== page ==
Some jobs require incredible endurance, strength and coordination. Industrial athletes give their all to physically demanding jobs, and food production and processing workers are no different. Without their hard work, our access to food would be severely restricted.
Even with the high importance of food production jobs, food production workers are at risk of frequent injuries. The food services industry is one of the top five industries with the most recorded illnesses and injuries. With the right resources, however, food production employers can help protect their employees at work.
3 types of injuries food production workers can develop
The food service industry has an injury incident rate that is 60% higher than workers in non-food industries. To avoid injuries, employers must legally protect their workers from harm and make proper personal protective equipment (PPE) readily available for every employee. But many injuries in food production jobs can happen accidentally or due to the overuse of muscles. Common injuries that workers can encounter in their food production job can include:
- Aches and pains from repetitive use.
Many food production jobs require repetitive movements. Workers in assembly lines, for example, often have to make the same hand or arm movements hundreds of times a day. If a muscle is overused, then injuries like muscle strains, tendinitis, stress fractures and carpal tunnel syndrome can occur. Repeatedly doing tasks with poor biomechanics can also increase a worker’s risk of injury. Practicing correct biomechanics for a specific repetitive motion can help prevent this type of injury. Ergonomics training can help teach employees how to best align their body for repetitive movements in a food production facility.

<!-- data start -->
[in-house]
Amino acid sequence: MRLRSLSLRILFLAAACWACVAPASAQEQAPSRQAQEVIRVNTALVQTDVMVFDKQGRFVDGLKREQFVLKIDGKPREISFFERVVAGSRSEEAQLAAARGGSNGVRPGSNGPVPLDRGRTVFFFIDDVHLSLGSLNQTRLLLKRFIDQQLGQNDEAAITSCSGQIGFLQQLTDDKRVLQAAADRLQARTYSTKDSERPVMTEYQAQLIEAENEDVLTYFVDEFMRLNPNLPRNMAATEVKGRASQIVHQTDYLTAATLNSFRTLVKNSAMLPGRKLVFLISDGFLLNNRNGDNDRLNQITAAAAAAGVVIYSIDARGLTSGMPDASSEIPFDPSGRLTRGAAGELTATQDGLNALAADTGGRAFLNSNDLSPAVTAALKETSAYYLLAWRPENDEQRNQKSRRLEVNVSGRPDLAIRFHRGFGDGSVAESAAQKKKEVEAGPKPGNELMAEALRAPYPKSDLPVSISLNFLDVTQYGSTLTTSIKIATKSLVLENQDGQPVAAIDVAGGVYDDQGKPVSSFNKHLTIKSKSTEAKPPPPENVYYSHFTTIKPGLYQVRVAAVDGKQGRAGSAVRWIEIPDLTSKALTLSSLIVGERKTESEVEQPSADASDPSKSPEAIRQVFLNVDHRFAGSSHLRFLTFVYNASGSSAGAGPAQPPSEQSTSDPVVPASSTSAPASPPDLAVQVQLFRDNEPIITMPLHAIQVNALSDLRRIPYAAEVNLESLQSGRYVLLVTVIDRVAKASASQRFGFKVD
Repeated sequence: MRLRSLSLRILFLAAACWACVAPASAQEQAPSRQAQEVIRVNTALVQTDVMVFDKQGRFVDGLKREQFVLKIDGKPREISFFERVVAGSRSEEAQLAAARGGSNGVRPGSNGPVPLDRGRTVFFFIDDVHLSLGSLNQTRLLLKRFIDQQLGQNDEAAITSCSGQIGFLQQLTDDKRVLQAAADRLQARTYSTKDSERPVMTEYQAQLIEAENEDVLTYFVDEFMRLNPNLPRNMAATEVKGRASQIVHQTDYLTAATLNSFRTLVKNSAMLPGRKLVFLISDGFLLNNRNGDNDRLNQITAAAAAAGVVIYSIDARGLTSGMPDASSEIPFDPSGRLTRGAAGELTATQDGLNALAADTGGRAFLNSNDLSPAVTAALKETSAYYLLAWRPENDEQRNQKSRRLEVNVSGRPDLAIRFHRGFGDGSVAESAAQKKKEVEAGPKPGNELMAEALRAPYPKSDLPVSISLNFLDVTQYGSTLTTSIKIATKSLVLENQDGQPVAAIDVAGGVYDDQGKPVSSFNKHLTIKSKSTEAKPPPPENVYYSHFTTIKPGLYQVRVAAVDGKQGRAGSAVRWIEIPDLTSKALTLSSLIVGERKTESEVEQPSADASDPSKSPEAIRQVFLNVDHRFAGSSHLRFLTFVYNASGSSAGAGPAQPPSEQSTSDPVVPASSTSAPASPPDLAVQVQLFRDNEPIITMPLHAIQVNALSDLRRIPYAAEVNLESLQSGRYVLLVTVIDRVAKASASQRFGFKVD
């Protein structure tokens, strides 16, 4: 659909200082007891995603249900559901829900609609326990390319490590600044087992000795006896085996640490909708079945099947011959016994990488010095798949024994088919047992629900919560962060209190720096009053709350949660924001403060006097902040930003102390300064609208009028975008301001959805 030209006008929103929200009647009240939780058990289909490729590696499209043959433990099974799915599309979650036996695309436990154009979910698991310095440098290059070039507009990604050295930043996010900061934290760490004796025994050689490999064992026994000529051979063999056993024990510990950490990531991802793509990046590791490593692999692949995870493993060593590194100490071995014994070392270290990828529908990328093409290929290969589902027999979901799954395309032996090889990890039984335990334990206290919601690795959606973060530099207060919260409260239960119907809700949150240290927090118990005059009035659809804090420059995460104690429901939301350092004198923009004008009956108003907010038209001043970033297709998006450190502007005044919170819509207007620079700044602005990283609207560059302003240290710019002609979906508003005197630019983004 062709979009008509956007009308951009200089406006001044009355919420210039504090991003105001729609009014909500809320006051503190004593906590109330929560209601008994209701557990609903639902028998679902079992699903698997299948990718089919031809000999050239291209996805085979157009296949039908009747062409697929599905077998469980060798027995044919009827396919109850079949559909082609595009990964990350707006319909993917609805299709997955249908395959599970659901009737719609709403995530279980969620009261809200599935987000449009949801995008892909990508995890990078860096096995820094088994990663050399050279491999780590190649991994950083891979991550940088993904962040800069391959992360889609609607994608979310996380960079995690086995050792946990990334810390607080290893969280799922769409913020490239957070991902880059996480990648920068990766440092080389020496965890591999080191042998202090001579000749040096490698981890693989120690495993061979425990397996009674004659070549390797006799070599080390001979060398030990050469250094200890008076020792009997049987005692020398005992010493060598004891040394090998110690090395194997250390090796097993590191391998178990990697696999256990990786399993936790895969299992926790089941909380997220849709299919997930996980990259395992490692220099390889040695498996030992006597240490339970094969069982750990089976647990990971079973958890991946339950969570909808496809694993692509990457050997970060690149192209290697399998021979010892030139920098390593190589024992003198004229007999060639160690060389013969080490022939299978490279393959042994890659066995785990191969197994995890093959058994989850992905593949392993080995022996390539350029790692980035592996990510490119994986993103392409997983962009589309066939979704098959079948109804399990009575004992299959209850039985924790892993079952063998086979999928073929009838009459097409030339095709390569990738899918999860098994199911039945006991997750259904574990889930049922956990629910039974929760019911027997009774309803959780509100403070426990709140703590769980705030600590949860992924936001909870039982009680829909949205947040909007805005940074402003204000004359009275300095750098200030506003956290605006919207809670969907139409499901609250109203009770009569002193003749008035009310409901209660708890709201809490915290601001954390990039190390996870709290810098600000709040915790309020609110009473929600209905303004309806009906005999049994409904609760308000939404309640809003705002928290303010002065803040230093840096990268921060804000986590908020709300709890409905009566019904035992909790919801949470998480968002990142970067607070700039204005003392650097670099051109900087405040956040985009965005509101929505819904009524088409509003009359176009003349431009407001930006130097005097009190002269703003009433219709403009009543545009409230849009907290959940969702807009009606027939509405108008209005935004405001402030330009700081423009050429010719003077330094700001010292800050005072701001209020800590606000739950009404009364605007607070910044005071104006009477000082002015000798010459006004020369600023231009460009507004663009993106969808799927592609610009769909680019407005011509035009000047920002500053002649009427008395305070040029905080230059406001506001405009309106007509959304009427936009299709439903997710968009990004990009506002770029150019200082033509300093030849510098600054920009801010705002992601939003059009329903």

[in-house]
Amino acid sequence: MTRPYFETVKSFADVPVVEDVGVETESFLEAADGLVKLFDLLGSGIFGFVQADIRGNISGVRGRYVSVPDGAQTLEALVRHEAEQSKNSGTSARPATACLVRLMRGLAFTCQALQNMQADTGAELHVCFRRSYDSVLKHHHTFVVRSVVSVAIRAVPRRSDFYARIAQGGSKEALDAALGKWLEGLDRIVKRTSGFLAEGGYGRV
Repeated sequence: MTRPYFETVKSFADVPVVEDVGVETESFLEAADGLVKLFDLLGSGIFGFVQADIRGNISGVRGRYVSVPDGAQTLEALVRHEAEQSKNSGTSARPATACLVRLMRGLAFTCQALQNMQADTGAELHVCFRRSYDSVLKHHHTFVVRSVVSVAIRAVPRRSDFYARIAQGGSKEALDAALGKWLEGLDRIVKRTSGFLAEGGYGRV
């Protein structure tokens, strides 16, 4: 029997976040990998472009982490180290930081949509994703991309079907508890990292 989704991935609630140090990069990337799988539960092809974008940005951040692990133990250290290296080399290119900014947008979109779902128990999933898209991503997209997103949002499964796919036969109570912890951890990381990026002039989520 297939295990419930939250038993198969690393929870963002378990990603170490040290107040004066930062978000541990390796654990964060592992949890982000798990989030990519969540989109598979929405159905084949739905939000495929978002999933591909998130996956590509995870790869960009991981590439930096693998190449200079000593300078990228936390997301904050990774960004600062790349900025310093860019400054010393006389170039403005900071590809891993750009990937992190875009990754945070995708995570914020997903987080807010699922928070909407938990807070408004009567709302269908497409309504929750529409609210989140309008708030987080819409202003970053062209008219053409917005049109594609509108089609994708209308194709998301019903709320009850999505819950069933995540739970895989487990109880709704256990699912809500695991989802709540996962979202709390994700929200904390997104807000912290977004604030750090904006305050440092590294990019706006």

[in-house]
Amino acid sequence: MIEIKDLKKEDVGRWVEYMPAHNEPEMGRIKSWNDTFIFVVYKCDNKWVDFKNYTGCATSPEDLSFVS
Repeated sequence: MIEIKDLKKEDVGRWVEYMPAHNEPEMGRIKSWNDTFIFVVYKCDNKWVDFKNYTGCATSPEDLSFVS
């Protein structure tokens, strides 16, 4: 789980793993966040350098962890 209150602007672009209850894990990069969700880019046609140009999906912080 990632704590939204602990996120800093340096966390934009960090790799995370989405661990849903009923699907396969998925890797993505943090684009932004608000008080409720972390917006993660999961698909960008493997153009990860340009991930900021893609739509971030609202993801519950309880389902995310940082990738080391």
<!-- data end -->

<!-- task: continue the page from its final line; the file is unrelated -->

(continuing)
- Hearing loss or damage.
Consistent loud noises in a food production factory have the potential to damage employees’ hearing. If this is the case, then it is important for employers to supply earplugs, and even more important for employees to wear them. Earplugs can protect employees’ hearing from consistent high volumes.
- Sprains, tears, and fractures related to slips and falls.
Slips and falls are common injuries in warehouses and factories. A slip from a wet floor, fall from a ladder, or trip over an object in a walkway can cause injuries like ankle sprains, or the overstretching of an ankle ligament. Employees can also experience serious musculoskeletal injuries like muscle tears and strains, as well as fractured bones.
Work-Fit can work with your food production company to prevent injuries
Work-Fit can work with your company to both prevent and manage injuries at your food production plant. Whatever your concerns, our team can support you both on- and off-site so that you feel confident in your employees’ safety. Contact our team today for more information about our services or to learn how we can help keep your employees work fit.